And while Facebook pledged to have more than 20,000 people working specifically on security and content review by the end of this year, Zuckerberg also noted the importance of artificial intelligence tools to better weed out dangerous conversations at scale. Such tools are already being used to root out terrorist propaganda and have seen significant success: The company said in 2017 that it can catch 99 percent of terrorist content before users flag it. When it comes to handling pervasive, divisive hate speech — which Zuckerberg conceded can be hard to distinguish from “legitimate political discourse” — the time frame widens pretty dramatically.
“Hate speech,” Zuckerberg began. “I am optimistic that, over a five-to-10-year period, we will have AI tools that can get into some of the nuances — the linguistic nuances of different types of content to be more accurate in flagging things for our systems.”
Like it or not, Facebook has been a part of our collective social fabric for more than 10 years, and I wouldn’t count on it going anywhere soon. Now that the company is more than a decade into its mission, though, it’s only becoming more clear that the foundation Facebook was built on is flawed. Building something can be fast, as Facebook has proved. But fixing it? That takes time.
If you thought Nintendo opening the Switch to new indie games every quarter was a big shift for the company, wait ’til you hear that it’s getting into startups. The venerable video game corporation has partnered with Scrum Ventures to find companies tinkering with new ways to play with or use Nintendo’s flagship console.
Scrum will consider ideas for new Switch tools from startups, teams in larger companies or university researchers, Bloomberg reported. Then the early-stage venture capital firm will workshop concepts with teams before they pitch them to Nintendo this fall. Scrum will only consider hardware ideas, which in itself is a new frontier for a game company that has always relied on trusted, established suppliers.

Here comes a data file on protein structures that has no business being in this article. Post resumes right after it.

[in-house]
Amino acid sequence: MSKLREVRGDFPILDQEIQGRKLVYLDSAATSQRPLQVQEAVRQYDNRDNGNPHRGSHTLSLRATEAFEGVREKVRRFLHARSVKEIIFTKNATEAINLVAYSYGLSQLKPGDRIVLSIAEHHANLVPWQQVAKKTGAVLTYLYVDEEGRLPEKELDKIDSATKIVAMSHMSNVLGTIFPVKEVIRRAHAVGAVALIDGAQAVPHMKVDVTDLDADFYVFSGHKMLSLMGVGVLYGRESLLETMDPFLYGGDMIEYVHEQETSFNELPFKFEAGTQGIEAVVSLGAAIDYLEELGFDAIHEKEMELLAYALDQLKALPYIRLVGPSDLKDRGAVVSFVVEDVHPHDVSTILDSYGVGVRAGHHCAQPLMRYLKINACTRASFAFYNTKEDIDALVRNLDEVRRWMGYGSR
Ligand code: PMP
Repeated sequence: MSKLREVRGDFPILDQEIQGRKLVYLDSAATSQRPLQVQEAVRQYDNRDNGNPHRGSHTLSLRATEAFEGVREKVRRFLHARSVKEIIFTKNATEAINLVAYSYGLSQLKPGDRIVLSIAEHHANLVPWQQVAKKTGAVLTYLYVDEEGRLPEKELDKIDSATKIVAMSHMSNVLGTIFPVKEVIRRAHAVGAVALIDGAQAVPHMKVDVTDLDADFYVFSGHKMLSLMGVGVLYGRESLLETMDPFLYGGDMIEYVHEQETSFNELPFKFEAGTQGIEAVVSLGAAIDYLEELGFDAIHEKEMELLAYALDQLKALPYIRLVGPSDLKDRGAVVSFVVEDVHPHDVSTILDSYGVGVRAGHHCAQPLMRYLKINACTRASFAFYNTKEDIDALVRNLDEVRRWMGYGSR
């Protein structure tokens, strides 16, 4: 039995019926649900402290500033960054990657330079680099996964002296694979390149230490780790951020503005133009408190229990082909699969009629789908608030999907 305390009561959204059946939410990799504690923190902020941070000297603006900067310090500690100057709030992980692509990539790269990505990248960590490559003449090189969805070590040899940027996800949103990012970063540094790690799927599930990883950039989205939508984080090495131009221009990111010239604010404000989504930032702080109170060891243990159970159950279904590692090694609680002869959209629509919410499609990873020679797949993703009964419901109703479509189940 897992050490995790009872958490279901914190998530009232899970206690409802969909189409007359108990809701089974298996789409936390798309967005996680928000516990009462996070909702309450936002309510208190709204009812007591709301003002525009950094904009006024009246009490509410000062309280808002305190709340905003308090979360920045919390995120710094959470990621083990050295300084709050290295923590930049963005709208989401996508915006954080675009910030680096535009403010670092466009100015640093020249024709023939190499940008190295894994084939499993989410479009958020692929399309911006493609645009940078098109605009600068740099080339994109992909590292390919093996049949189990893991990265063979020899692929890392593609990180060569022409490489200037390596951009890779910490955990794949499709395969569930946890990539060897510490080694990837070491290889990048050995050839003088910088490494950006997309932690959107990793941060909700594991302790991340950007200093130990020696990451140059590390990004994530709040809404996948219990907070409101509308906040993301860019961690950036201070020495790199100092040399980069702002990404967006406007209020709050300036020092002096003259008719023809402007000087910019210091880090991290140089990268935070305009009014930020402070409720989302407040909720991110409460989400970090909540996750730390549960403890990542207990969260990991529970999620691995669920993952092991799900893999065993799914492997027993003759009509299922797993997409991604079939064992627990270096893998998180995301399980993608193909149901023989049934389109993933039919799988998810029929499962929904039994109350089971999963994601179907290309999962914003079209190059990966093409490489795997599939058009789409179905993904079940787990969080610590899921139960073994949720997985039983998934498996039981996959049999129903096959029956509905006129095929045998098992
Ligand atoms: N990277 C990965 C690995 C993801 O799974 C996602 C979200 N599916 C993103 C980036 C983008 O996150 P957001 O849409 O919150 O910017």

But the Switch has heralded an era of experimentation. The well-received Labo kits set to debut next week are a good example, blending DIY cardboard controllers with the console’s sensor-packed Joy-Cons and tablet-like central screen unit. Whatever Scrum finds will likely be a surprising use of the Switch’s existing hardware, but it’s just as shocking to see the famously protective and secretive Nintendo open its doors to third parties, large and small.
Amazon’s acquisition of connected home company Ring is complete, and to celebrate, the online retail giant is offering a nice deal. You can now get a Ring Wi-Fi Enabled Video Doorbell in Satin Nickel for just $100. At the time of writing, the doorbell is currently not in stock until April 25, 2018, so people have clearly been taking advantage of this deal. This new pricing is permanent, not just a promotion.
It’s important to note this is for the original Ring doorbell, which was previously $133 on Amazon. The more recent Ring 2 doorbell retails for $199. The first iteration of the Ring doorbell is also £89 in the UK as a part of this price cut.
Ring isn’t the only smart home-related company that Amazon has purchased recently. It also acquired Blink, with its smart doorbells and wireless security cameras, back in December. And it recently expanded the service area of its Amazon Key smart lock program. All in all, Amazon has become a major player in the connected home market, and it will be interesting to see what the company does next.